The first report by the Senate inquiry into same-sex equality reforms has revealed a new division in the Liberal Party.
Liberal senators on the committee broke ranks with their own party spokesman and called for the compulsory two-year living together requirement for de facto status to be scrapped. They also said the family law changes amounted to legalising polygamy because this allowed courts to recognise multiple concurrent de facto relationships.
A person cannot be part of -˜a couple living together on a genuine domestic basis’ with more than one person at a time unless the Parliament wants to endorse de facto polygamy, senators Guy Barnett, Mary Jo Fisher and Russell Trood wrote.
Instead of living together for two years, de facto couples should be determined by statutory declaration or a court order, the Liberal senators suggested.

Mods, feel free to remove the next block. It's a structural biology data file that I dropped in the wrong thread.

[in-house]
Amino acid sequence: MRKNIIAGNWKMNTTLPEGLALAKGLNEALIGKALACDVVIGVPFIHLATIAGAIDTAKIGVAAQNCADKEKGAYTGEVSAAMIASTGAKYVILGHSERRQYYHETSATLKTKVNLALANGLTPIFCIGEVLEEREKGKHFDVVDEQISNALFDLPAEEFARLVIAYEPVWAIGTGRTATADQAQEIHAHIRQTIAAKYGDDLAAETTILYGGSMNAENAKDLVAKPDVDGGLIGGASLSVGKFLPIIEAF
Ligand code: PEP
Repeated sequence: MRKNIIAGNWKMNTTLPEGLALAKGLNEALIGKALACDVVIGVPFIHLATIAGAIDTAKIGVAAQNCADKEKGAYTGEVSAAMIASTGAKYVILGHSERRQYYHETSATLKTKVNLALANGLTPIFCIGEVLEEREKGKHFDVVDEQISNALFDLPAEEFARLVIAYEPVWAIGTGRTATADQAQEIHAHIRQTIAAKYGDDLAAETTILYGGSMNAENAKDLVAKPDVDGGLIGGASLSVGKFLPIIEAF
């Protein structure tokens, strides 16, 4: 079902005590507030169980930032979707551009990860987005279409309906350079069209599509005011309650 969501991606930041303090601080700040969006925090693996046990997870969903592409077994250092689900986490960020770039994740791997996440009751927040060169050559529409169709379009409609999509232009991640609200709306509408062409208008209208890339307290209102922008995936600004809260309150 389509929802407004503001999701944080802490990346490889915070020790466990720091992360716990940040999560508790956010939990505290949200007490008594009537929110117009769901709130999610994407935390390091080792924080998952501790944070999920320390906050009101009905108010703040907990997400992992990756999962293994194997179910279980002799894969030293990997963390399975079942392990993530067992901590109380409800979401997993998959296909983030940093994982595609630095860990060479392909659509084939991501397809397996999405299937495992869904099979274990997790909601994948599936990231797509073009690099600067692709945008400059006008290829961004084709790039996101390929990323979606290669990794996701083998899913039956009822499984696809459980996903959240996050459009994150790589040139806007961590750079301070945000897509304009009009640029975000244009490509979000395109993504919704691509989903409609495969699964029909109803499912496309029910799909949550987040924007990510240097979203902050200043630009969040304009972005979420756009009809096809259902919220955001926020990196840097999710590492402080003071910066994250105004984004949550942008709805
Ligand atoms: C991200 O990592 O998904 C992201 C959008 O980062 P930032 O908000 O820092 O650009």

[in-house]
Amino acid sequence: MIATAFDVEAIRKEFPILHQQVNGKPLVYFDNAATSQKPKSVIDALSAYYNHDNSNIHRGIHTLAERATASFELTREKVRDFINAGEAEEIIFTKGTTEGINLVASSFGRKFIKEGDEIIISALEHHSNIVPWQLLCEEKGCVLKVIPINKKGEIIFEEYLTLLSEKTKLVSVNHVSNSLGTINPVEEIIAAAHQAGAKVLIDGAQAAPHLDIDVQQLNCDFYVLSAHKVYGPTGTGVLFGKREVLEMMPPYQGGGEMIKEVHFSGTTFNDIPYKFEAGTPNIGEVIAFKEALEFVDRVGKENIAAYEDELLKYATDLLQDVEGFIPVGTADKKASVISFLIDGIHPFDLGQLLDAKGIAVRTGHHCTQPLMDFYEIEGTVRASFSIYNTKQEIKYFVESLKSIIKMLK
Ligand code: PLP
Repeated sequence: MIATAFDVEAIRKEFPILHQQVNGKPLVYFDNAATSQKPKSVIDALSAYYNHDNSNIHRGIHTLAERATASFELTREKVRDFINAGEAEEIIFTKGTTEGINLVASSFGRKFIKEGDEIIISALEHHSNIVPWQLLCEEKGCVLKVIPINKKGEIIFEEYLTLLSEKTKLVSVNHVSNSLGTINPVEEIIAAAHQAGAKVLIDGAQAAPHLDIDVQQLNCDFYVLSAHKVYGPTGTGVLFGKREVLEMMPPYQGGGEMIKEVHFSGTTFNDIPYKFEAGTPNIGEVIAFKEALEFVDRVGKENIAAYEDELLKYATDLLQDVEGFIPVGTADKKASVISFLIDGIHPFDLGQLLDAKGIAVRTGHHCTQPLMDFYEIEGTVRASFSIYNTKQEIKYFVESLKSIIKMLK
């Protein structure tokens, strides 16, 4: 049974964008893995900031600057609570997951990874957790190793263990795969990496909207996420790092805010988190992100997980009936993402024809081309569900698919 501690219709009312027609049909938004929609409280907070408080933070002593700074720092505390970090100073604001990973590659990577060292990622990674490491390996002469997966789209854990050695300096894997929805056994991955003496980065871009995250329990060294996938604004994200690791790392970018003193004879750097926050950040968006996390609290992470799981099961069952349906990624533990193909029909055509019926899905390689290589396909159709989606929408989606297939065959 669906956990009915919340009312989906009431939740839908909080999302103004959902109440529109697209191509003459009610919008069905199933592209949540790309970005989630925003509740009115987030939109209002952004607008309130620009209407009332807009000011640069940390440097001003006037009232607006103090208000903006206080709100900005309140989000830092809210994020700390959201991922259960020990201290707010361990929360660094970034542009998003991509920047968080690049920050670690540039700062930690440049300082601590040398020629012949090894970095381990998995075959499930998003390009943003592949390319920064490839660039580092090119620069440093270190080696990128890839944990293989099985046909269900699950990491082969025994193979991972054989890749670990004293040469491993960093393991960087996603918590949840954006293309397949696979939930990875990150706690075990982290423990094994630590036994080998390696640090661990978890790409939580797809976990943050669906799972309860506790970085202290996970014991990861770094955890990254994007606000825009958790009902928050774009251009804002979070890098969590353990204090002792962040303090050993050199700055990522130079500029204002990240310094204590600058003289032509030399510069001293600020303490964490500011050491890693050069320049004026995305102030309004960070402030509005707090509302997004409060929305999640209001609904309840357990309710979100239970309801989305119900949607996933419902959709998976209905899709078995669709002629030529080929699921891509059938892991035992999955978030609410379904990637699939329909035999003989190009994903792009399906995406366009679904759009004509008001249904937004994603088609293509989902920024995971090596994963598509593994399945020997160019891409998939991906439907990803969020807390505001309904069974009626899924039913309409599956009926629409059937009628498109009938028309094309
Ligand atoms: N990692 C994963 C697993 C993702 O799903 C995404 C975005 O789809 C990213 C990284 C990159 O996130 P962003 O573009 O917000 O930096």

Shadow Attorney-General George Brandis, who was also on the committee, was left standing with the Greens and Labor senators in collectively proposing an opt-in process and transition period for new de facto laws.
The inquiry also gave a thumbs up to recognising state and territory relationship registers in federal law, as well as stronger protections for children when same-sex families break up.
It was the first sign since the Rudd Government’s equality reforms were introduced that they will most likely get the Senate’s approval with a few amendments.
The key changes recommended were to recognise same-sex families for issues like child support and access rights.
NSW Attorney-General John Hatzistergos and the Gay and Lesbian Rights Lobby had raised the omission earlier this year and appeared to have won over the Federal Government as well as the Opposition.
In its current form, the Bill recognised same-sex families only for the purposes of dividing property -” but not for issues relating to time spent with children and child support. The Lobby said this was outrageous and Committee Senators from all sides of politics agreed with us, Lobby co-convenor Emily Gray said.